Set your tablesaw blade to 45° and miter some test boards. Then use a tablesaw sled—or a miter gauge with a fence—to miter the clock’s four sides. Start by cutting the sides about 1/4" oversize (Photo 7). It’s OK to leave the extra material on one edge; it will be cut off when you cut the parts to final width (Photo 8). Cut slowly to avoid chip-out on the moldings. Wenge is particularly prone to chip-out, but cutting at a slower rate helps avoid that problem. If the wood does chip, save the loose piece and glue it back on. Use a toothpick to apply the glue and masking tape to hold the chip in place.

Drill the opening for the clock insert into the clock case front (A, Photo 9). The clock insert is centered vertically on the case front between the two gold halfbead trim pieces (L).

 

Assemble the case

Apply glue to two sides first and hold them together with masking tape. Add the other two sides one at a time. Stretch the tape, so it pulls the parts tightly together (Photo 10). Then glue in the bottom and add the four feet (S, Photo 11).

Next, make the lid (N). Cut the rabbets on the bottom of the lid (Detail 1). Check that the lid fits easily into the rabbet in the top of the clock case.

Make the half-bead trim (L, M, P, Q) that goes around the case and the lid. This trim is very small, but is easy to make using our step-by-step cutting sequence (Fig. C, below). Miter the half-bead trim that goes around the lid and attach it to the underside of the lid (Photos 12 and 13). You’ll need some small spring clamps to hold these trim pieces in place while the glue dries (see Sources). Set aside the strips of half-bead trim (L, M) that go around the case. They will be used later.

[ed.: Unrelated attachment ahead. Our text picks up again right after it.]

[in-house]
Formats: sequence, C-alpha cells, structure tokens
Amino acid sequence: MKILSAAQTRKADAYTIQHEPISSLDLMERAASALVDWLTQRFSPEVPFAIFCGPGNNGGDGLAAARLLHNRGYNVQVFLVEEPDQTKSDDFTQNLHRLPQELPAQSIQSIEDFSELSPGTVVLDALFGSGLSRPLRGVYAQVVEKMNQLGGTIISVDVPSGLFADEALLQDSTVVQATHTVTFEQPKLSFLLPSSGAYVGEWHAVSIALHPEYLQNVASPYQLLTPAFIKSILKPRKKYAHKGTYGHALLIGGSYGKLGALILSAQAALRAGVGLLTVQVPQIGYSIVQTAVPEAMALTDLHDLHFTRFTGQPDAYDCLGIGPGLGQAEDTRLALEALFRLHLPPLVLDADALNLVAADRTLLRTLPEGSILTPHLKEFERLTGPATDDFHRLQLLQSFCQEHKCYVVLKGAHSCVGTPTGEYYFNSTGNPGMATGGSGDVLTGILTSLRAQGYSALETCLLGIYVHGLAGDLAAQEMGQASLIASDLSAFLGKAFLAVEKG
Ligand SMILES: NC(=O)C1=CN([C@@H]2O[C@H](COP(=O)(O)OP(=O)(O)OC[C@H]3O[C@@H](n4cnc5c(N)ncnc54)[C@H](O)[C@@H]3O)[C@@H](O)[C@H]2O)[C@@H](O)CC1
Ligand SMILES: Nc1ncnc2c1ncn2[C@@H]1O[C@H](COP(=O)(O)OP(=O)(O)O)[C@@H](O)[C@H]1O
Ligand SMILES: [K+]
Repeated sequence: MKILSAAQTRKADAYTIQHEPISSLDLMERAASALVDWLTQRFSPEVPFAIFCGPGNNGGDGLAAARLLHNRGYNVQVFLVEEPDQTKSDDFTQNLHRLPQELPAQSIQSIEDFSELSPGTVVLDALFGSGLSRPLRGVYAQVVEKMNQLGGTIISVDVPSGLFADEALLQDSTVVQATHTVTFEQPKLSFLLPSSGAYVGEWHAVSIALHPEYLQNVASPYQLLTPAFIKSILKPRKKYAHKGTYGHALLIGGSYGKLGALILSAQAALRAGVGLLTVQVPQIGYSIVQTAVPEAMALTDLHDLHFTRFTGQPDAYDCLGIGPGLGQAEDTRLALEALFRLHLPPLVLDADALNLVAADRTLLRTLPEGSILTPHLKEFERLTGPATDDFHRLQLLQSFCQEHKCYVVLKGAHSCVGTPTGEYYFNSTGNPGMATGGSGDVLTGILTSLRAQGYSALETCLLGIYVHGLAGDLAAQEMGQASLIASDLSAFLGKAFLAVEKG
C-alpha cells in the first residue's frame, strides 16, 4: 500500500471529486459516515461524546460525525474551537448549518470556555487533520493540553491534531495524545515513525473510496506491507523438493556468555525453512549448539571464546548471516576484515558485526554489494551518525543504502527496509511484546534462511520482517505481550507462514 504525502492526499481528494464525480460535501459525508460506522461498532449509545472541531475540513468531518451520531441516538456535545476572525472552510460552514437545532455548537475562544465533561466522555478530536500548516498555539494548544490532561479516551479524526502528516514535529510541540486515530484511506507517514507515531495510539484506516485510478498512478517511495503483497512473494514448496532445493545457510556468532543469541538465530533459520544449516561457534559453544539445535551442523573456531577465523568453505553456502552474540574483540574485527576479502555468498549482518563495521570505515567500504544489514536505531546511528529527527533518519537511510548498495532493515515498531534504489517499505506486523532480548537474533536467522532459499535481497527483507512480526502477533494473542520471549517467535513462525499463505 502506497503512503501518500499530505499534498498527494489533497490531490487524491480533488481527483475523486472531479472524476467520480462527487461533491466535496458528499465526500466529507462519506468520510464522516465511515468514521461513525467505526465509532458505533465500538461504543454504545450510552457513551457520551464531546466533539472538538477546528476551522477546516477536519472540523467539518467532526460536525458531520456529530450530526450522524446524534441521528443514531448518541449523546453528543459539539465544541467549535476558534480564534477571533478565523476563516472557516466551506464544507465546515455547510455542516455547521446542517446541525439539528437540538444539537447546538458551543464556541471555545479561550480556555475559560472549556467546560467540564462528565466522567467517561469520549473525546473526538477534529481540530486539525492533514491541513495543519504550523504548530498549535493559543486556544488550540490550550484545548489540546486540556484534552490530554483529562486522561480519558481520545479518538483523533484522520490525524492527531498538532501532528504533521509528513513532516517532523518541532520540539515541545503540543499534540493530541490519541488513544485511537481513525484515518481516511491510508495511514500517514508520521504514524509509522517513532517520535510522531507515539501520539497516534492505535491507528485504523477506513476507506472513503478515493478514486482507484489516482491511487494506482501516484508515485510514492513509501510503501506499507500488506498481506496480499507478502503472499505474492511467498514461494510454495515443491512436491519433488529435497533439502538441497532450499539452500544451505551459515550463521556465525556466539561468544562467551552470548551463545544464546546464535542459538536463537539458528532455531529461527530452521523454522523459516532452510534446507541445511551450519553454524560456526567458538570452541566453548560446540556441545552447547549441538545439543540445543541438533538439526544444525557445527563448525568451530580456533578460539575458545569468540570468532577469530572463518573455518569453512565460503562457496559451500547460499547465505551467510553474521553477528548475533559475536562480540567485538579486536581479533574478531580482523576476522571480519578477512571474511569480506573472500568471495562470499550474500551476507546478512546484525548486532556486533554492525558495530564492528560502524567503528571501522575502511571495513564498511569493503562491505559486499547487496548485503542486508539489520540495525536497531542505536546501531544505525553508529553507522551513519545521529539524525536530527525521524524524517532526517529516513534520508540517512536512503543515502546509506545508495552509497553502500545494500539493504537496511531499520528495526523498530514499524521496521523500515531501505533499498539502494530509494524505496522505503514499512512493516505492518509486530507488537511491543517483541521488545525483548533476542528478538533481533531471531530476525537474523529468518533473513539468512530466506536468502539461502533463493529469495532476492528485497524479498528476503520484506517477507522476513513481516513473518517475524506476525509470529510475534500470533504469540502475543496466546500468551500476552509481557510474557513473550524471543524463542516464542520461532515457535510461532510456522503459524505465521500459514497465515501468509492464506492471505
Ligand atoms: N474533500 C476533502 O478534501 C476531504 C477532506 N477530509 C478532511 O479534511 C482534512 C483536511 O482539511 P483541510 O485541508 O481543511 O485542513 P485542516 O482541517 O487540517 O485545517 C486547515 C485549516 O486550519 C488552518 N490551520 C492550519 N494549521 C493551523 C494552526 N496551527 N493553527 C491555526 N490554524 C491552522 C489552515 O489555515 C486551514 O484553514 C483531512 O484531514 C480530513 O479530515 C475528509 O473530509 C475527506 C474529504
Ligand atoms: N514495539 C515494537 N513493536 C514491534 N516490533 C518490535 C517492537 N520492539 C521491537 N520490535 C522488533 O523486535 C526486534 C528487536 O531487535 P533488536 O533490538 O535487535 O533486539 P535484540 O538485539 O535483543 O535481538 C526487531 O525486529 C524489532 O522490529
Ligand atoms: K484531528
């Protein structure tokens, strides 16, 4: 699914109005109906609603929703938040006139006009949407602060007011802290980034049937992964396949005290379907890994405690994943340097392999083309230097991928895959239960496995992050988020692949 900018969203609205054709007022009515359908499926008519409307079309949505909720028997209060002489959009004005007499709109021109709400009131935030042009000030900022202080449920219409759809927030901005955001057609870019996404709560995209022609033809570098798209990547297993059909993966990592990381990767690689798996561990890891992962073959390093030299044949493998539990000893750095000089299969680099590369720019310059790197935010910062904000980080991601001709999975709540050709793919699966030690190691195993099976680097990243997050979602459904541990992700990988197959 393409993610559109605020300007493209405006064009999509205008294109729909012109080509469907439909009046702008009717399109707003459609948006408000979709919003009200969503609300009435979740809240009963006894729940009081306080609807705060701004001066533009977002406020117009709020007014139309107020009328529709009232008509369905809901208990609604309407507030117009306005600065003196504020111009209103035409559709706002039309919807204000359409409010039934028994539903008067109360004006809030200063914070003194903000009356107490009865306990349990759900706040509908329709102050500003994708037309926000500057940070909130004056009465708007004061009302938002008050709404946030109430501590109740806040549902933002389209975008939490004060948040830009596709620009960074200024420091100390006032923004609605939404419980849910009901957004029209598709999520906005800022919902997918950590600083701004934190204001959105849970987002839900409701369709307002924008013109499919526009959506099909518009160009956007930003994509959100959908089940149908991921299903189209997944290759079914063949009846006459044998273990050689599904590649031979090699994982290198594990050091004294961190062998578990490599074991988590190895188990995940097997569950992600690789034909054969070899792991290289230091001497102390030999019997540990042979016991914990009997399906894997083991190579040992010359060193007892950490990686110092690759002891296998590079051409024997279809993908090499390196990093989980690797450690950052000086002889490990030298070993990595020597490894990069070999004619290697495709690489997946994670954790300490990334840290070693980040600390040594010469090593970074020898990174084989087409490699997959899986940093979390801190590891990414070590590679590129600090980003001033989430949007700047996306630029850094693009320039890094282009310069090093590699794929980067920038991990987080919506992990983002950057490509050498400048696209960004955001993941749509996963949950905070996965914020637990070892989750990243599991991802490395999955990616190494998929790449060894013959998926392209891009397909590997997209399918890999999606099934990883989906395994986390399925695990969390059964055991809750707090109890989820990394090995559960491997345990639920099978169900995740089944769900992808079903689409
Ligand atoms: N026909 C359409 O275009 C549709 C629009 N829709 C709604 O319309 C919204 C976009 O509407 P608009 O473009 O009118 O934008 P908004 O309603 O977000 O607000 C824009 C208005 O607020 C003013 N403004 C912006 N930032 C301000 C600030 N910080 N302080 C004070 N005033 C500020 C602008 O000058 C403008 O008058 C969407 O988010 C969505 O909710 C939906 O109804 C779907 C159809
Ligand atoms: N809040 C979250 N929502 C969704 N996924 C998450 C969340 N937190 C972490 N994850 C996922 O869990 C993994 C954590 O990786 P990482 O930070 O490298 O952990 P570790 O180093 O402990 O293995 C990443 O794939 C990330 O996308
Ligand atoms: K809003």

Finishing touches

Sand the entire clock case and lid with 180-grit paper and stain it (Photo 14). A red mahogany stain gives the mahogany a deep rich tone and helps even out any color difference between the plywood and the lumber (see Sources).

After the stain dries thoroughly (24 to 48 hours), brush on a satin polyurethane varnish (see Sources).

While the stain and finish dry, paint the half-bead trim gold (L and M, Photo 15). Miter it to final length and glue it into the dadoes on the clock case. All that’s left now is to install the battery in the clock mechanism, set the time and insert the mechanism into the clock case (Photo 16).

Oh yeah, don’t forget to add the candy.


Sources

(Note: Product availability and costs are subject to change since original publication date.)

Woodworker’s Supply, woodworker.com, 800-645-9292, Adjustable heavy duty circle cutter, #829-757; 1" spring clamps, #125- 033.

MLCS, mlcswoodworking.com, 800-533-9298, 1/4" classic bead and cove router bit, #6452; 1/8" round-over router bit, #6350.

Rockler Woodworking and Hardware, rockler. com, 800-279-4441, Decorator clock face, #23995.

Jo-Ann Fabric and Craft Stores, joann.com, 888-739-4120, Plaid liquid leaf classic gold, #5766563.

Woodworkers Source, woodworkerssource. com, 800-423-2450, 3/4"-thick wenge.

Wood & Shop Inc., woodnshop.com, 314-739- 0001, Mahogany plywood 1/4" x 2' x 4'.

Minwax, minwax.com, 800-523-9299 (for dealer locations), Satin fast-drying polyurethane, #63000; Red mahogany stain, #70007.


Cutting List


Fig. A: Exploded View


Detail 1: Lid Rabbet


Fig. B: Plywood Cutting Diagram


Fig. C: Cutting Sequence for the Half-Bead Trim